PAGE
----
Audible Traffic Stations Help Visually Impaired Pedestrians
Posted October 18, 2005 7:13 a.m. EDT
RALEIGH, N.C. — Need directions? Some Raleigh residents are not afraid to ask.
A member of the blind community recently complained it has been hard lately to navigate downtown on foot because several sidewalks along the Raleigh Convention Center construction zone are closed.
The city, contractor, and the Governor Morehead School for the Blind came up with a new idea -- audible awareness stations.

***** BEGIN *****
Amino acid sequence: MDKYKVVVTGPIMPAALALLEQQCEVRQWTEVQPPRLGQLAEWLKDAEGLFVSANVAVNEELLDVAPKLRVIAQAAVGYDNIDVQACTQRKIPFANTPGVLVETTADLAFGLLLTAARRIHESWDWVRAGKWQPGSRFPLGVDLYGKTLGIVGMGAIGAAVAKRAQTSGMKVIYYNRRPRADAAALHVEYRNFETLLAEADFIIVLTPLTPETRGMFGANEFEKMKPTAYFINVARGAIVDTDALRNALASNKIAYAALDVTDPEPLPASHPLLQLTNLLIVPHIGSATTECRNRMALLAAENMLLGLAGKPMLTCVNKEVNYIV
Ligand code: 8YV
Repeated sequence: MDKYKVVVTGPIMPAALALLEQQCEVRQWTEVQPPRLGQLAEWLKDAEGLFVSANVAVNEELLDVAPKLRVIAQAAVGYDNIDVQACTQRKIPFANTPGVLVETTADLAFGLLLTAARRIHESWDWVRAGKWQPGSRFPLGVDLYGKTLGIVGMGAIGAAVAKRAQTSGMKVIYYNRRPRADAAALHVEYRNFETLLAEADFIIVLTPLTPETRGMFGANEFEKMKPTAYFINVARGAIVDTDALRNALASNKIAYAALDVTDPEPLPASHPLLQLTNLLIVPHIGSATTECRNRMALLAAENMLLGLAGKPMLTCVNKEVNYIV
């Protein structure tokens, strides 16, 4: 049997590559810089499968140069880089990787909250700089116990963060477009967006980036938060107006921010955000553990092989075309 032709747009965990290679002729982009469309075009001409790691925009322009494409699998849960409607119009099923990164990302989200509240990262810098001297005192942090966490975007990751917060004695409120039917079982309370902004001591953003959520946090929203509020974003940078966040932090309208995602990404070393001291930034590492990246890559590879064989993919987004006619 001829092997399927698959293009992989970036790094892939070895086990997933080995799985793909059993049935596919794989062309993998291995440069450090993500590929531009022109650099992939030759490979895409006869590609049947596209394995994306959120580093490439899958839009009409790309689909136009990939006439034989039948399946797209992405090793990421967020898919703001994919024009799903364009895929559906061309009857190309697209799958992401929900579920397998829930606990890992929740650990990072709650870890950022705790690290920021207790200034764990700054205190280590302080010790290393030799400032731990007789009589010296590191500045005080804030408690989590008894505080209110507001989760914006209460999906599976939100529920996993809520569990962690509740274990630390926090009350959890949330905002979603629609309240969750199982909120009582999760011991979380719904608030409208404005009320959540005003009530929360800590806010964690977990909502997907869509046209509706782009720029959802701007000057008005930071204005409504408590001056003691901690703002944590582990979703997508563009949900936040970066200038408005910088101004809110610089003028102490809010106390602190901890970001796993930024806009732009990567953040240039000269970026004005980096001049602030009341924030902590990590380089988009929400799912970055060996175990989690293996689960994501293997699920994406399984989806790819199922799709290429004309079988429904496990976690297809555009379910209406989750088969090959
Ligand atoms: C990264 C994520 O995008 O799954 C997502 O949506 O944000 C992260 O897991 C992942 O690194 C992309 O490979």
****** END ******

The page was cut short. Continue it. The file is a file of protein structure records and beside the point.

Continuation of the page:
At 10 downtown intersections, the machines play a message letting the visually impaired know which sidewalks are open. The concept is the first of its kind in North Carolina.
City officials estimate about 200 visually impaired citizens come to downtown Raleigh daily. Some critics have complained that the sound quality needs to be improved. Skanska Barnhill is aware of the audio problem and is working to purchase higher-quality speakers.
The total cost of the project is about $4,000.